To mix the concrete, we built a volcano of sand, gravel, and cement in the hole and began pouring buckets of water into the middle. Thorough mixing involves shoveling the dry ingredients from the sides of the volcano into the middle. And the more water that is added, the heavier it gets. Bob, Catherine, Grace and I started as mixers, but were quickly replaced by Don Chepe, Jose, and Carlos, who wait patiently at the edges until we pause to catch our breaths and then motion for us to hand over the shovels. Their skill and strength makes mixing concrete look easy as they rapidly shovel the dry into the wet, mix well, and plop the concrete into the corners of the form, without resting. First slab: an hour and a half (river to finish); the second, an hour.

We still have one slab to go and three roofs to build. Ryan and Grace fit in pretty well with the heavy lifting. But next year, EWB is going to the gym.

- Erynne

Home Depot Wouldn’t Do This
| January 4, 2014 | 11:31 pm | El Salvador | 1 Comment

There are a lot of things Home Depot wouldn’t do, I’m sure, but we definitely covered most bases today in getting our materials. We started off the morning by going to the large ferretería in La Puerta. It only took about an hour and a half to order all the things we needed. Adjusting for El Salvador time, that’d be basically 20 minutes in the US, so we were moving pretty fast.  I also successfully managed to describe an eyebolt in Spanish, by which I mean it took me about six attempts. The ferretería workers promised to deliver the gravel, sand, cement, and wire mesh for the concrete in the afternoon. We took the wood and nails for the forms and drove to El Porvenir.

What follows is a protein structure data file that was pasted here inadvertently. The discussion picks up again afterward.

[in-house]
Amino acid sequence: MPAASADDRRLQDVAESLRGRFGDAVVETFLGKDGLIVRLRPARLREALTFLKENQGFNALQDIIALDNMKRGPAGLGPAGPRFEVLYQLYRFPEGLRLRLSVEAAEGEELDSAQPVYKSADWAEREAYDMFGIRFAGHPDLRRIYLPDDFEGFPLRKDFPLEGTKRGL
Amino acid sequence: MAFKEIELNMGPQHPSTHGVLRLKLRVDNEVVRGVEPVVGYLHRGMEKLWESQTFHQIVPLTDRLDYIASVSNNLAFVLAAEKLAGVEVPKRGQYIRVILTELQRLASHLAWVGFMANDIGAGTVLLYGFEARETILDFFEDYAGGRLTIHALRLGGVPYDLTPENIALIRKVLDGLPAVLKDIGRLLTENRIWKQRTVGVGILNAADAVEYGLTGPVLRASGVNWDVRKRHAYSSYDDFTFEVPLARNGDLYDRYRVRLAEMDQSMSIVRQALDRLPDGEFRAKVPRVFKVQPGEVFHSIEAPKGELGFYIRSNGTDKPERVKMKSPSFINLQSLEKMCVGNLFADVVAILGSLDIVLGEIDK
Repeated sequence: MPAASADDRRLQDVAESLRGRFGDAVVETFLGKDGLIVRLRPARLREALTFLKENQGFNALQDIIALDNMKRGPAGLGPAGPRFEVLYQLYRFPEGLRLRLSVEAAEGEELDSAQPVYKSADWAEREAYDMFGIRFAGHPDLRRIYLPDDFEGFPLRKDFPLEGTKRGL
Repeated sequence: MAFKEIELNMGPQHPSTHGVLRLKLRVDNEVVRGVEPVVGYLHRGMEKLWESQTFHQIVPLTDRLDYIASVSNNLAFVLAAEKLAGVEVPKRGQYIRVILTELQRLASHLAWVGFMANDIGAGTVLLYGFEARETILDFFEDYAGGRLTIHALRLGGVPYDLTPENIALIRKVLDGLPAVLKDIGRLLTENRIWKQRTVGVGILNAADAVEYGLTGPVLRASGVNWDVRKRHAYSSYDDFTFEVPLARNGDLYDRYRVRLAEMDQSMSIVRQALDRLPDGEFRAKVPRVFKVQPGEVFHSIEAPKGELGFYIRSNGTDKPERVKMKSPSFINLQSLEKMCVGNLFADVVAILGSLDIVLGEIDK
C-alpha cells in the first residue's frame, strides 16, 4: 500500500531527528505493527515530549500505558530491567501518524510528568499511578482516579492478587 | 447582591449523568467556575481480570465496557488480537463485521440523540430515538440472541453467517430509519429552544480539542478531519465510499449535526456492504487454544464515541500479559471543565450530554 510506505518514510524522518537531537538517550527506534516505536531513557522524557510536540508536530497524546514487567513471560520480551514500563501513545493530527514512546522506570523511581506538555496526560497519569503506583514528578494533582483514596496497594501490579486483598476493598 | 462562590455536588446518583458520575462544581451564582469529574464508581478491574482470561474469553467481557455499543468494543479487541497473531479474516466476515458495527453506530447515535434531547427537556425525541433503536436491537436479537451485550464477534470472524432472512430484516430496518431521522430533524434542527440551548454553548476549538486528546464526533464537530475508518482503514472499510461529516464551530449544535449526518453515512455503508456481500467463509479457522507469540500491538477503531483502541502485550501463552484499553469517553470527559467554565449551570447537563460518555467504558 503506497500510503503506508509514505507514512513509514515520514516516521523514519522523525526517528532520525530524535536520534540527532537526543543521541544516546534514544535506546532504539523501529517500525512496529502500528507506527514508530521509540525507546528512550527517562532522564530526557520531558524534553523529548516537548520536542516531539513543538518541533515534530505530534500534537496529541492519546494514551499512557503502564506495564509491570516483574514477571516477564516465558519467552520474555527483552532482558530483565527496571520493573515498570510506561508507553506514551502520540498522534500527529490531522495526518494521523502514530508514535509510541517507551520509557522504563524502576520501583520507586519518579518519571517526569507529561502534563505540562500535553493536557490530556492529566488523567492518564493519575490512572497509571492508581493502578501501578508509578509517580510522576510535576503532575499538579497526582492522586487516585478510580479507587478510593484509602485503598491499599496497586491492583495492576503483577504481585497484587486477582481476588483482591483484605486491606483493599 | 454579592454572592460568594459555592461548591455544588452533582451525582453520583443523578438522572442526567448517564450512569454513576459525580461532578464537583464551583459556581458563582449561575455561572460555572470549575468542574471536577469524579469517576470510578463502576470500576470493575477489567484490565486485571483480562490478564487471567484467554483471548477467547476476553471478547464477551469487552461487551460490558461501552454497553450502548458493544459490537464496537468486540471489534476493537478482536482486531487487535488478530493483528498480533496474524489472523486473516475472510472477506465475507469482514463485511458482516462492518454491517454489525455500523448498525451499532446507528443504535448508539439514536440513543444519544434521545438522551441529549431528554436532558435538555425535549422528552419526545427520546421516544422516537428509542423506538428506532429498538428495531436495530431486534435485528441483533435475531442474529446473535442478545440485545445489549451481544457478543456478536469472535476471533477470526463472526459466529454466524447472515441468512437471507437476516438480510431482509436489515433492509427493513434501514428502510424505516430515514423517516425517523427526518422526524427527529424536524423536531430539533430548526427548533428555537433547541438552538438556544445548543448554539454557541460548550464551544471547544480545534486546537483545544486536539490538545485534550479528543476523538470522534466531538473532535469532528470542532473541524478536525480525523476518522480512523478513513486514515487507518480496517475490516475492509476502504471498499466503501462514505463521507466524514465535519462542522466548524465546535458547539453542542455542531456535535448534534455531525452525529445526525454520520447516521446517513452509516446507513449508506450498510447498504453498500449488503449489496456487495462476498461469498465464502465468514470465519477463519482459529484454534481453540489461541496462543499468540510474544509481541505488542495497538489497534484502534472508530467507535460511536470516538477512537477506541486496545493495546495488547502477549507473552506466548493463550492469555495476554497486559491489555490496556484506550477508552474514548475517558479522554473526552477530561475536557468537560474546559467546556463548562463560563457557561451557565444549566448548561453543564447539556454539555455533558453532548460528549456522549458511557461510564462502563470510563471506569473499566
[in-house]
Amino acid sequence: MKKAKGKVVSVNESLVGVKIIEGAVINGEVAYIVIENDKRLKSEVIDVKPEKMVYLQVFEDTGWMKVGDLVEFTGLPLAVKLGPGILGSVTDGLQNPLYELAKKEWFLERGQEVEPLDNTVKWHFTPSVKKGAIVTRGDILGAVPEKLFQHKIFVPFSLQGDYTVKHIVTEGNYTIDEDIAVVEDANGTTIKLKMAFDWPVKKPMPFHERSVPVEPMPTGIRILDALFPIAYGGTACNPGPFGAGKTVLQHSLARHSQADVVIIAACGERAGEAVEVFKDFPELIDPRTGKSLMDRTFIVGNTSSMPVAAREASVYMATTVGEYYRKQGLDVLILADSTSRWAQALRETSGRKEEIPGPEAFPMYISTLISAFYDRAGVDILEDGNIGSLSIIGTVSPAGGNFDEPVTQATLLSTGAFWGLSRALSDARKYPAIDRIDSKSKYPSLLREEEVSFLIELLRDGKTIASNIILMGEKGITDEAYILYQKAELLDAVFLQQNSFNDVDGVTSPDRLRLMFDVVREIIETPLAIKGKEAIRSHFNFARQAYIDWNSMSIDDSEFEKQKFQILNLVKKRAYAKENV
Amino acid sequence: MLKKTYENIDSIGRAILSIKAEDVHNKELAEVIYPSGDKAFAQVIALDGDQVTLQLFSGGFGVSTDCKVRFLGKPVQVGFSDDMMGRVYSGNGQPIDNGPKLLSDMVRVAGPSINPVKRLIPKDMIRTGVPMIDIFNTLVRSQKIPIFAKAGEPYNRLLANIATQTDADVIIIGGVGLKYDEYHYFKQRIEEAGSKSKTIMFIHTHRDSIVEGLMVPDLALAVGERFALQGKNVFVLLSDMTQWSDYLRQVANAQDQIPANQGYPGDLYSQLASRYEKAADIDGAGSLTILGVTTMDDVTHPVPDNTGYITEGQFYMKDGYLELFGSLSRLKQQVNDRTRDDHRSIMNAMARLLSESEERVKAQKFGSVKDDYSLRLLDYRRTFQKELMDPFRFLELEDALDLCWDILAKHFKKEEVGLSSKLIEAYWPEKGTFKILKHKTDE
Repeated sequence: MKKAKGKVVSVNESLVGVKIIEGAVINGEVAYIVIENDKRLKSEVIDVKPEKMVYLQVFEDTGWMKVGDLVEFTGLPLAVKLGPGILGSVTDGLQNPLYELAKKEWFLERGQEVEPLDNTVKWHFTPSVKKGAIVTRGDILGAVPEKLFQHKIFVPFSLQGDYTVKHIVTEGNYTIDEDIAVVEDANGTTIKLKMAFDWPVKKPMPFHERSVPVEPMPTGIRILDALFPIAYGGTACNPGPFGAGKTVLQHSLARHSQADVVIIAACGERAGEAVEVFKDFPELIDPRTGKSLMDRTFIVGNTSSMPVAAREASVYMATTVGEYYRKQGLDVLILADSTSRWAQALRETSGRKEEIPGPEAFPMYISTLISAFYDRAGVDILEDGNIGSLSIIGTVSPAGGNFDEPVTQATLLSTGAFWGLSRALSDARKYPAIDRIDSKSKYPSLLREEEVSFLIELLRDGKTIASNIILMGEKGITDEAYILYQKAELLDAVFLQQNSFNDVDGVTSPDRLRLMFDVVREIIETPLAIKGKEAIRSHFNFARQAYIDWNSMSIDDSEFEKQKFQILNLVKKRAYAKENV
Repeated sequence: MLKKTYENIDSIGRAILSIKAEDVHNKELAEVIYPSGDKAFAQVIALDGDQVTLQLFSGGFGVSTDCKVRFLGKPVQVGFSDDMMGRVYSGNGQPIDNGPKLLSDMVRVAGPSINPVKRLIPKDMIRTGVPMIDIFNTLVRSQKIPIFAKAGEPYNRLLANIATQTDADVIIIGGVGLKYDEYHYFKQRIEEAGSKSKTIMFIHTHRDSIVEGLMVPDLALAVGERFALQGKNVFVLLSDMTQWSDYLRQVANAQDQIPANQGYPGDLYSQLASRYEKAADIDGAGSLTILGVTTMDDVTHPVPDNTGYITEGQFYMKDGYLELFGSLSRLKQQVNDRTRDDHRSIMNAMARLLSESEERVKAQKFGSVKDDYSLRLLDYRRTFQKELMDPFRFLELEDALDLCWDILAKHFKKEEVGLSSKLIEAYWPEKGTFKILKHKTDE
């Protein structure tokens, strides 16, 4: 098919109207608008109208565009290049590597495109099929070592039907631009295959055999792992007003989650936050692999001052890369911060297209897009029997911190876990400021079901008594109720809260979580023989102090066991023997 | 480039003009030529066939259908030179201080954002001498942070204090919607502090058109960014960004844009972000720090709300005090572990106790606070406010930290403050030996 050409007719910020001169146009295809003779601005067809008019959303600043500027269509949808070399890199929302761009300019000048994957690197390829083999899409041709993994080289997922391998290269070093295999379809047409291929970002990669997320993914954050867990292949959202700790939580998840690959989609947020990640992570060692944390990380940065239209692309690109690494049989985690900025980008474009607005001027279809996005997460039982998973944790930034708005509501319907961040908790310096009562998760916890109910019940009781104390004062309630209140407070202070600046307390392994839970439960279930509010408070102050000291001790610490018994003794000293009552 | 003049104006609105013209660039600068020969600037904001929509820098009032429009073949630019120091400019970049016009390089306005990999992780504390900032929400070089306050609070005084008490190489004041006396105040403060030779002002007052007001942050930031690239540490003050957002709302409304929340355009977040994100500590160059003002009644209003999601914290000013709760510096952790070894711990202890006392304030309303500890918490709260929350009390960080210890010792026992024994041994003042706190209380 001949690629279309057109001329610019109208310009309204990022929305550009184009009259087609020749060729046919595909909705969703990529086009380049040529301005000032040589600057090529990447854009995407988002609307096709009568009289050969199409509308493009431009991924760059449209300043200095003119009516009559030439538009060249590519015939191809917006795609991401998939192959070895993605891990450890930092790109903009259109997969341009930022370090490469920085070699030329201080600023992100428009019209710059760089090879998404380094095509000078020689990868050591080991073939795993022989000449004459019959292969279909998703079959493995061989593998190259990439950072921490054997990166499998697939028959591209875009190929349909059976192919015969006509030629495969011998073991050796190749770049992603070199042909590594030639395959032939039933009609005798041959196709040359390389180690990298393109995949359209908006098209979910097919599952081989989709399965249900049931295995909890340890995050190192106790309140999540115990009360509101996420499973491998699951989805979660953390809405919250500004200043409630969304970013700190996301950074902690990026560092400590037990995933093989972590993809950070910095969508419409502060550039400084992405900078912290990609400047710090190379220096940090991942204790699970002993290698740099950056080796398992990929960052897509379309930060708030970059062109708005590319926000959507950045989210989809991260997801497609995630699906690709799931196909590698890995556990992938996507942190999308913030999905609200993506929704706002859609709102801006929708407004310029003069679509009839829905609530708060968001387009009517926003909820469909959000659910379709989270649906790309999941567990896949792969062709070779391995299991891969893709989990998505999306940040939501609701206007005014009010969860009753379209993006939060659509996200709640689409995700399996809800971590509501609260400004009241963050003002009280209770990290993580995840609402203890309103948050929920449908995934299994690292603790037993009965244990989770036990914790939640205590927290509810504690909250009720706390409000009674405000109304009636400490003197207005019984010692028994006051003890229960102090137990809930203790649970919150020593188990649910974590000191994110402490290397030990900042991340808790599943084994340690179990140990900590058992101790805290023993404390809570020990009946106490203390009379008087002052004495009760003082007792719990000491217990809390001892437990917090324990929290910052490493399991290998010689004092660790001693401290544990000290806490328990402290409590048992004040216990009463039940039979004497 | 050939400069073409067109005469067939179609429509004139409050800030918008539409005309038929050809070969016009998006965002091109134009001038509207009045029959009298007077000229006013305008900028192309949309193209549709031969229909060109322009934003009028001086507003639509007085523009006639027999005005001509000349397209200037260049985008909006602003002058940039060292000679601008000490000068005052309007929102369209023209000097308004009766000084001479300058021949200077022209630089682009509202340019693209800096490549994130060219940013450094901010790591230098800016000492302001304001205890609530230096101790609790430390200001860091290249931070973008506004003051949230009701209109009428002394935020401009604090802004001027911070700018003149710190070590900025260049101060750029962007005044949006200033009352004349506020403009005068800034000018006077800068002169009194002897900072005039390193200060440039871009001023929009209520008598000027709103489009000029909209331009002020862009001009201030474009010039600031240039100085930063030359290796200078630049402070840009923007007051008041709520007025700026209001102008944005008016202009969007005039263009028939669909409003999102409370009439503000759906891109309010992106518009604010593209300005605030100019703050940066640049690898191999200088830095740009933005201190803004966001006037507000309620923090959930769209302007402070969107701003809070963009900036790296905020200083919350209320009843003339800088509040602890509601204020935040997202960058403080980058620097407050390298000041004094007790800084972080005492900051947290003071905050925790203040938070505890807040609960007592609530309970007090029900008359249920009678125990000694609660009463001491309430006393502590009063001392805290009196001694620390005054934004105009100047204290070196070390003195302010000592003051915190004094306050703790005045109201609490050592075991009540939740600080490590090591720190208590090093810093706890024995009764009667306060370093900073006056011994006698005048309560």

Bob, Ryan, and I got out of the truck at the middle site, in between Don Chepe’s house and Miguel’s house. Ryan and I carried the wood up the hill to the hole we’d outlined yesterday. Meanwhile, Ariel, Catherine, and Erynne kept going to the other two sites to deliver the materials. As I was just wondering whether Miguel had put the shovels and pickaxes in his house, we saw him hop on the back of the pickup and join them. And thus began the story of Grace and Ryan and Miguel’s dogs.

It was easy enough to see where the tools were from the outside of Miguel’s cactus fence, but the thing about Miguel’s fence is that approximately five loud, large dogs live behind it. Let’s be clear about something – in El Salvador, dogs aren’t pets. Dogs maintain a strict quid pro quo relationship with their owners involving an exchange of food for guarding. And actually, the fence didn’t really contain the dogs as much as it defined the boundary that thou shalt not pass – they could easily just walk outside. Ryan and I approached the fence.

“Sit!” I said to the nearest dog. It looked at me and barked more.

“Siéntate,” said Ryan, from ten feet behind me. I raised an eyebrow at him.

“Really?”

“What? They don’t speak English!” he replied.

Well great. As it turned out, however, the dogs did speak the universal language of rock. I picked one up. I didn’t even have to throw it. All of them backed into the shade and stopped barking. I cautiously stepped inside the fence, trying not to accidentally make eye contact and set them off.  I walked past them and grabbed the two pickaxes and two shovels, and so our construction began. Shortly we were joined by Chepe and other community members to help.